The Sporadic Beaver

Forbidden Opinions: John Lennon Edition

January 5, 2016

Tags: Huffington Post, Nowhere Man, The Final Days of John Lennon, Beatles, Fred Seaman, Yoko Ono

It shouldn't take any courage to compile a list of "Great Books" about John Lennon. But the American rock establishment live in mortal dread of offending the wrong rock star (What if they never grant me another interview?), record company (What if they never give me another backstage pass?), or magazine (What if they never give me another assignment?), so that, for professional rock 'n' roll scribblers (and those who hope to be), it requires a great deal of courage to publish a wide range of "forbidden" opinions about the extensive body of John Lennon literature.

Nowhere Man: The Final Days of John Lennon has been included on its share of “best” lists. Among them are: Christianity Today’s “10 Best Books of 2000” (which also includes The Human Stain, by Philip Roth); iLeon’s “10 Essential Music Biographies of All Time”; “The Top 20 Beatle Books,” a chapter in The Beatles: Having Read the Book, by Greg Sterlace; and The Examiner’s “Top 3 Conspiracy Theories Revolving Around the Death of John Lennon” (a bizarre list that I share with J. D. Salinger and Stephen King).

Obviously, none of these publications and Websites can be considered mainstream sources of rock-establishment opinion, and, it’s safe to say, none of the writers who assembled these lists harbor any ambitions of working for Rolling Stone or interviewing Yoko Ono.

That’s why I was astonished to wake up one morning last month and find Nowhere Man on The Huffington Post’s list of “12 Great Books About John Lennon.” Dennis Miller (the author, not the right-wing comedian) wrote the piece, in which he calls Nowhere Man a “cult classic.” Though Miller is not a card-carrying member of the rock establishment, The Huffington Post is well within the mainstream.

Miller’s list contains several of the usual suspects, like John Lennon: The Life, by Philip Norman; Tune In: The Beatles, by Mark Lewisohn; and The Love You Make, by Peter Brown and Steven Gaines. But, in addition to Nowhere Man, Miller includes what is arguably the most radioactive book in the Lennon canon: The Last Days of John Lennon, by Frederic Seaman.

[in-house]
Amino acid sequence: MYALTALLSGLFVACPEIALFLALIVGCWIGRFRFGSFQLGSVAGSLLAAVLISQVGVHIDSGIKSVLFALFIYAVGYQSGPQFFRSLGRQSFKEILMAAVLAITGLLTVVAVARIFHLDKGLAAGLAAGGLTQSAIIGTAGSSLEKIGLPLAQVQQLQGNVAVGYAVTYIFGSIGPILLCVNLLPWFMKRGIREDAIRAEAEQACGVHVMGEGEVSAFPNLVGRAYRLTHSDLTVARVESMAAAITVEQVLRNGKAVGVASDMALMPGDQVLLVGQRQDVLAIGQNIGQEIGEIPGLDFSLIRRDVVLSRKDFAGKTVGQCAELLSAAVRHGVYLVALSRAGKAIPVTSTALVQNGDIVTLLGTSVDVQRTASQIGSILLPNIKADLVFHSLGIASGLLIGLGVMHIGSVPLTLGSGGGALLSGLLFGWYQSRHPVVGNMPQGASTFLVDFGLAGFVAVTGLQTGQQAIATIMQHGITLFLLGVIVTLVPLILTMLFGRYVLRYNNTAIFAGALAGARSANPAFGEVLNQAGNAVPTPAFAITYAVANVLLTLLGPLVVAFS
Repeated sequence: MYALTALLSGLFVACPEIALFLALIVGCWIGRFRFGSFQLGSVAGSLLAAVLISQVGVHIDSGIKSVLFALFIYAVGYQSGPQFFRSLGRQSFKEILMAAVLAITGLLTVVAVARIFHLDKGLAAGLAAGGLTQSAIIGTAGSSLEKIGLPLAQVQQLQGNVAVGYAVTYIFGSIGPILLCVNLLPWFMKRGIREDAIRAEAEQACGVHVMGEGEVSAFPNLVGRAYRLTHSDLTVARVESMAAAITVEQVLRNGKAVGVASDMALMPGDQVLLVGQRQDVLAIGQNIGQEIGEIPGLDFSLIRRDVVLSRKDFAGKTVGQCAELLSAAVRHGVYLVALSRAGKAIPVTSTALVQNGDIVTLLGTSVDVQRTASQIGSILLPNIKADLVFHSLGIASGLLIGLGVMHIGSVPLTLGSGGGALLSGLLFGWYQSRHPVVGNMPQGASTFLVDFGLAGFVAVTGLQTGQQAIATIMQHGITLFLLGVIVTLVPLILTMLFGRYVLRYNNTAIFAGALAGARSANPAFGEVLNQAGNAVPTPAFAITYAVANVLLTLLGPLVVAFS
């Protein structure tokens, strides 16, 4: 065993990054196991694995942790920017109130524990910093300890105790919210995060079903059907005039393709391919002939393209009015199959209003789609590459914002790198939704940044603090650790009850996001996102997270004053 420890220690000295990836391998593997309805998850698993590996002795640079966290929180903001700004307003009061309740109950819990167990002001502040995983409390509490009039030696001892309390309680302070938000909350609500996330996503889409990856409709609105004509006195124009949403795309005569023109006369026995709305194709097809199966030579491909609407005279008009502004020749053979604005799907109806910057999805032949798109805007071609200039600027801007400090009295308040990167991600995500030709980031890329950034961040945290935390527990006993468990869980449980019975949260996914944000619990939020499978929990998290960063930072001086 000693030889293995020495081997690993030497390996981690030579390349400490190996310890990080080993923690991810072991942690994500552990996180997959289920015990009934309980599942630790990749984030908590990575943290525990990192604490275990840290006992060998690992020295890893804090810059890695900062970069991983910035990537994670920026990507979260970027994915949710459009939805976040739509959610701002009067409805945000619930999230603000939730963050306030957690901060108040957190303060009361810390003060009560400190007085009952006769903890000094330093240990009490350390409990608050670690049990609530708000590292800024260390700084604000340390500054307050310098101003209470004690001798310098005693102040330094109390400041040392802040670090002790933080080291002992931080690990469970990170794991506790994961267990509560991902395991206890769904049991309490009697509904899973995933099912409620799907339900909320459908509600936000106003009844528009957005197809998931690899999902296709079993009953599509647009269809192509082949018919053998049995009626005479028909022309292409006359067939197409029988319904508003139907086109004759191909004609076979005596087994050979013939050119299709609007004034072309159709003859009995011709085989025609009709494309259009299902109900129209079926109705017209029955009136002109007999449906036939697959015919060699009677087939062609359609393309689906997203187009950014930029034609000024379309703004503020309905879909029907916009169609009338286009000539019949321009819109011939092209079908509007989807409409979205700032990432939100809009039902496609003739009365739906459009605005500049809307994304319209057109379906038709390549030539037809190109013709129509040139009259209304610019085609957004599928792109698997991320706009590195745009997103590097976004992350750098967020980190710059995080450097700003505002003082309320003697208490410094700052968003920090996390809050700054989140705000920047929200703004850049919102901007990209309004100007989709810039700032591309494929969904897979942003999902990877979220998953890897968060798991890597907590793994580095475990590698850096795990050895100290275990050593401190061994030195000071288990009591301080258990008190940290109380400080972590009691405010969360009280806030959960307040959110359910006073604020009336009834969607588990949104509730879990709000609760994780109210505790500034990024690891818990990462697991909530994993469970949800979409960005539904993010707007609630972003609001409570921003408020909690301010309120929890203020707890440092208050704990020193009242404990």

Suffice it to say that Seaman, Lennon’s former personal assistant, gave me Lennon’s diaries, which enabled me to write Nowhere Man. (I tell the story of our relationship in the intro.) And Yoko Ono so hated The Last Days of John Lennon, she was finally able to force Seaman to withdraw the book a decade after it was published, thus making it the only banned book on the list. (Copies are still available on the Internet.)

Though I’m no fan of Seaman’s book, I was still happy to see it on the Huffington Post list—because I hate the idea of anybody having the power to repress any book. The Last Days of John Lennon is a fascinating combination of flattering and unflattering truths about Lennon, unflattering truths about Ono, and a liberal smattering of overt lies about everybody involved, including me. It’s also a book that’s well worth reading, especially if you read it alongside Nowhere Man.

So, I’d like to commend Dennis Miller for putting together this unorthodox list, though I may never know if it was a product of bravery in the face of the rock establishment, charming naïveté, or simply a dozen books that he happened to like very much.

Lennon: Naked, Flawed, Mean, and Beautiful

November 30, 2015

Tags: Huffington Post, Michael Lee Nirenberg, Nowhere Man, The Final Days of John Lennon, Yoko Ono, reviews

There’s nothing more I can add to Michael Nirenberg's essay, "Rock n Roll Watergate," that ran on The Huffington Post last week. Nirenberg, a filmmaker, best known for his Hustler magazine documentary, Back Issues, simply expressed the passion he felt for Nowhere Man: The Final Days of John Lennon, which was released last month as a 15th anniversary e-book edition.

Nirenberg said that the book made him feel as if he were “inside the Dakota with John Lennon and Yoko Ono,” and that Lennon came across as “naked—flawed, mean, and beautiful.”

So, yes, all these years after publication, the book continues to affect people and inspire them to communicate their feelings about what they’ve read. This is what every writer wants his or her books to do.

To me, this is especially satisfying because for 18 years nobody would publish Nowhere Man—editors had deemed it “unpublishable.”

I think it’s now safe to say that they were wrong. Nowhere Man is the book that refused to die. And in this season of thanksgiving I can only give thanks to all the people who’ve read Nowhere Man and made up their own minds about it.